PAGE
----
Sony has formed a team to develop software for image sensors which could run on its recently introduced iMX500/iMX501 (see Sony adds AI processor to image sensors). This component essentially sticks an AI processor on top of a conventional 12-megapixel image sensor. However, Sony has also made moves in event-based image processing which captures image in a more energy efficient way (see Sony acquires Swiss vision sensor firm), which would also be relevant to a software-as-a-service approach to the market.
Sony has been the long-term market leader in CMOS image sensors and held about 42 percent of the market for several years, according to market analysis firm Yole Developpement (see Samsung, ST grow market share in strong image sensor market). However other analsysts have given Sony as much as 52 percent of the market (see Sony took half the CMOS image sensor market in 2018).
Hideki Somemiya, who heads the Sony team developing software, said that the analysis of image sensor data with artificial intelligence (AI) "would form a market larger than the growth potential of the sensor market itself in terms of value," according to Reuters. There is the potential for repeat business from a much broader customer base.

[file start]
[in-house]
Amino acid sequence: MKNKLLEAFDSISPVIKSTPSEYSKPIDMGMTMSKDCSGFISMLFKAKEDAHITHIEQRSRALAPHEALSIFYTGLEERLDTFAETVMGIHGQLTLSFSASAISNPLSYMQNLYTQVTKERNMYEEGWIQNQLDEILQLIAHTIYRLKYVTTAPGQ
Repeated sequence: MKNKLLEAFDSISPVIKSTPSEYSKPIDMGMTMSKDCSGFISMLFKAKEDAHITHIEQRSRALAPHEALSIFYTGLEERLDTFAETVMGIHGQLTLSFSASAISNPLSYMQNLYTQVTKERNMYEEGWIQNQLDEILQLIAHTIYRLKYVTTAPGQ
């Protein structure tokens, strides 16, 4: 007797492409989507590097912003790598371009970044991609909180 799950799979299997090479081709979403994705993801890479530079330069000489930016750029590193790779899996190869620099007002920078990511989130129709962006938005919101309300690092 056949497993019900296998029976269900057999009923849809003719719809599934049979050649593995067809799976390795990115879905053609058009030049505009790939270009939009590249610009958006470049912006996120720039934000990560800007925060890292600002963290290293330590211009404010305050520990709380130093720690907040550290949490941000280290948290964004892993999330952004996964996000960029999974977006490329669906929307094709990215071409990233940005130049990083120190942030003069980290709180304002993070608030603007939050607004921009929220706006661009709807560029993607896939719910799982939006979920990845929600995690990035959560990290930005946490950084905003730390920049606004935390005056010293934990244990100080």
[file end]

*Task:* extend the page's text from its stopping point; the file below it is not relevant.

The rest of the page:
Applications could be extremely broad and wherever CMOS image sensors are deployed. In cars to monitor driver tiredness, on building sites or industrial premises to spot people not wearing proper safety clothing or hats, for monitoring of stock levels in warehousing and so on.
Sony is planning to have customers subscribe to a software service though monthly fees or licensing. Athough a start date for the service has not been announced Reuters quoted Somemiya saying there was demand from "retailers, factories - mainly business-to-business."
It's large market share puts it in a better position than rivals and startups to establish such a sales channel and standards around it.
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